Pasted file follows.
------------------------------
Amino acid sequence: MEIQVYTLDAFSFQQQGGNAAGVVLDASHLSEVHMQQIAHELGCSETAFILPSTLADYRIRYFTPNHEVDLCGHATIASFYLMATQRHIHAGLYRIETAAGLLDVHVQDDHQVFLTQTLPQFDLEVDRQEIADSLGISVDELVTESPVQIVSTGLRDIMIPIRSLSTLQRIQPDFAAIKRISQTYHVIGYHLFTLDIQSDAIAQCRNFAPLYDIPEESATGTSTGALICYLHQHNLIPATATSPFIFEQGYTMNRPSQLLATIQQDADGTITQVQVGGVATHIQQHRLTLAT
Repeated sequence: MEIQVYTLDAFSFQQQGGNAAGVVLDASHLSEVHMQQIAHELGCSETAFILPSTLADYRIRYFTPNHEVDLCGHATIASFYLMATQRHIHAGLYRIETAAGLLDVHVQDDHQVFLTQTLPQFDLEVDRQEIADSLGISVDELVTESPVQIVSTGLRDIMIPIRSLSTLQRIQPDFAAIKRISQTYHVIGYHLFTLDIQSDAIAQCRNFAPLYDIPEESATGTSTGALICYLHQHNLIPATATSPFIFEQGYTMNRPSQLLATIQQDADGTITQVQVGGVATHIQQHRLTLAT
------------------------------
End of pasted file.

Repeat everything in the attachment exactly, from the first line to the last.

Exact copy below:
Amino acid sequence: MEIQVYTLDAFSFQQQGGNAAGVVLDASHLSEVHMQQIAHELGCSETAFILPSTLADYRIRYFTPNHEVDLCGHATIASFYLMATQRHIHAGLYRIETAAGLLDVHVQDDHQVFLTQTLPQFDLEVDRQEIADSLGISVDELVTESPVQIVSTGLRDIMIPIRSLSTLQRIQPDFAAIKRISQTYHVIGYHLFTLDIQSDAIAQCRNFAPLYDIPEESATGTSTGALICYLHQHNLIPATATSPFIFEQGYTMNRPSQLLATIQQDADGTITQVQVGGVATHIQQHRLTLAT
Repeated sequence: MEIQVYTLDAFSFQQQGGNAAGVVLDASHLSEVHMQQIAHELGCSETAFILPSTLADYRIRYFTPNHEVDLCGHATIASFYLMATQRHIHAGLYRIETAAGLLDVHVQDDHQVFLTQTLPQFDLEVDRQEIADSLGISVDELVTESPVQIVSTGLRDIMIPIRSLSTLQRIQPDFAAIKRISQTYHVIGYHLFTLDIQSDAIAQCRNFAPLYDIPEESATGTSTGALICYLHQHNLIPATATSPFIFEQGYTMNRPSQLLATIQQDADGTITQVQVGGVATHIQQHRLTLAT